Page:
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our mission

The Dougy Center provides a safe place for children, teens, young adults and their families who are grieving a death to share their experiences. We do this through peer support groups, education, and training.


Our History

The Dougy Center

The Dougy Center was founded in 1982 by Beverly Chappell in tribute to Dougy Turno, a young boy who died of an inoperable brain tumor at age 13. Before meeting Dougy, Bev was a registered nurse who had worked in the area of death and dying since 1974. Through her work, she found most people were uncomfortable when faced with death and grief and that doctors, clergy, hospital staff, and school personnel often did not have the training to support children in their grief. This reality inspired Bev to attend the first of many seminars and lectures by Dr. Elisabeth Kubler-Ross, pioneer and author in the field of death and dying.

In August 1981, Dougy wrote a poignant letter to Dr. Kubler-Ross, asking why no one would speak to him of dying, even when he was facing his own death. Dr. Kubler-Ross corresponded with Dougy, and encouraged Beverly Chappell to meet him and his family when they visited Oregon Health & Science University for experimental treatment. Bev clearly saw in Dougy a thirst for life and deep compassion for others, which many never attain, even in their older years. After Dougy’s death later that year, his wisdom and inspiration stayed with Bev and led her to start support groups for grieving children. Those first families in need of grief support met in Bev’s basement family room in her Southeast Portland home. Soon a board of directors was recruited, volunteer facilitators were trained, and The Dougy Center entered a phenomenal period of growth.

The Dougy CenterToday, The Dougy Center serves 450 children and their 300 adult family members each month. Our 27, open-ended peer support groups meet every other week and are divided by age, type of death (illness, sudden death, murder, suicide) and who died (parent, sibling). The concurrent 27 adult support groups meet at the same time for the caregiver of the child or teen who is attending group. Since our founding, The Dougy Center has served 30,000 children, teens and their families and has received national and international acclaim for our pioneering peer support model for helping children cope with the death of a family member. Through our National Training Program and training materials, thousands have learned how to help grieving children and more than 500 programs modeled after The Dougy Center have been established worldwide.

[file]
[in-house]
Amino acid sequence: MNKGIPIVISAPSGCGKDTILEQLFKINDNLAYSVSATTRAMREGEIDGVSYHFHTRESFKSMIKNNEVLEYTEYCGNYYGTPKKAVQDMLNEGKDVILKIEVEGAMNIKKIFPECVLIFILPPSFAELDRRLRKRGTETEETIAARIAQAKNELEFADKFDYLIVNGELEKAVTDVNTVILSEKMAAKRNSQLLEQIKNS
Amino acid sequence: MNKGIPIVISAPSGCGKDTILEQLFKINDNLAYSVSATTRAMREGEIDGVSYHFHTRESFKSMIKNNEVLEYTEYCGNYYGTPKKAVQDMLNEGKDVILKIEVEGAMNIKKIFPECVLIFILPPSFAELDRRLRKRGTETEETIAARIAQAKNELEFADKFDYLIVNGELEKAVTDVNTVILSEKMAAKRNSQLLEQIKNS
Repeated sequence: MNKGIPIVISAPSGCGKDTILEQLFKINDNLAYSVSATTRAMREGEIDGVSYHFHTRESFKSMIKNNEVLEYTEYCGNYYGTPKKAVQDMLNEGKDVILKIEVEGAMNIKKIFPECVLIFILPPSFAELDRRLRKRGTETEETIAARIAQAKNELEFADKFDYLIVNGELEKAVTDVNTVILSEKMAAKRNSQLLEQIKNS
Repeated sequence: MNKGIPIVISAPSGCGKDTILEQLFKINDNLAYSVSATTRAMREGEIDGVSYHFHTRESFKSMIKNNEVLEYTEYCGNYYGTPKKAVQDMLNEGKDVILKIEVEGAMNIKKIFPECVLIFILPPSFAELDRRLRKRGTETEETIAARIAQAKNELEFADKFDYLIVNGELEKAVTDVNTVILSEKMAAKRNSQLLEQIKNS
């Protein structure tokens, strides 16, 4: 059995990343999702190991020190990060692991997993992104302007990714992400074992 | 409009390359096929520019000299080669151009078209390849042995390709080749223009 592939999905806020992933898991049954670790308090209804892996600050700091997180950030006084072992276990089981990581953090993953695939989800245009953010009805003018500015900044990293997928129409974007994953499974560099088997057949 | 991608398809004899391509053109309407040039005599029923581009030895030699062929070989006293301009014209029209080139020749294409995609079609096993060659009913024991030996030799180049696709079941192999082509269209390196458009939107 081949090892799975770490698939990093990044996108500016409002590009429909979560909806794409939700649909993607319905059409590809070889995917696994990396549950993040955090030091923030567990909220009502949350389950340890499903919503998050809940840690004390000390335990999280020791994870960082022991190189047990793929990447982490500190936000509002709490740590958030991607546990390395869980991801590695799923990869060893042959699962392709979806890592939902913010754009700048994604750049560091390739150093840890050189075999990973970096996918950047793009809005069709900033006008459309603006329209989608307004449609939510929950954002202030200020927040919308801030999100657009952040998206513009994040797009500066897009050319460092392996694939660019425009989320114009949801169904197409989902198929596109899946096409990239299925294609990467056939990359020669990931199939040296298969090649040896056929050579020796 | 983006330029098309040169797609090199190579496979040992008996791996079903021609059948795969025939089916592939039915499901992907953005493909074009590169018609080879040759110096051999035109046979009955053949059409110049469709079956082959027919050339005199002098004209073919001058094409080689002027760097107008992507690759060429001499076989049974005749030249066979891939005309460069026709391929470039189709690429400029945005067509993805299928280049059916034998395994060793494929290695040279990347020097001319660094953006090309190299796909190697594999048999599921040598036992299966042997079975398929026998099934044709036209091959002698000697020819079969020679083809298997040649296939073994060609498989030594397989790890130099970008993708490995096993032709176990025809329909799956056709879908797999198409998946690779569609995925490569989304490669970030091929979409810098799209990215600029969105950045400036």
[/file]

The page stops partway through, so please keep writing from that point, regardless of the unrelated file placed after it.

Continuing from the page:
The Dougy Center relies on the generosity of individuals, businesses and foundations. We receive no government funding and are supported entirely by private donations and professional training fees. We never charge families for our services.


Walker’s House, Canby Oregon

Through the generosity of the Walker L. Bean Foundation, The Dougy Center opened our first permanent satellite location in Canby, OR in April 2005. The Foundation purchased a historic house for use by The Dougy Center to provide peer support groups for grieving children and their families from Oregon City, Wilsonville, Woodburn, Canby and other neighboring communities. Ongoing funding for operations is provided by Willamette Falls Hospital.

The Walker L. Bean Foundation was established by Warren and Bernice Bean after their son, Walker, died by suicide at the age of 15 in 1997. In the early days after Walker’s death, his parents and their son Wally, visited The Dougy Center. They were impressed by our mission of providing a safe place for children and families to express their grief. The Bean family decided to establish a foundation in Walker’s name with a mission of promoting education and counseling to prevent teen suicide and to provide support for families grieving a child’s death.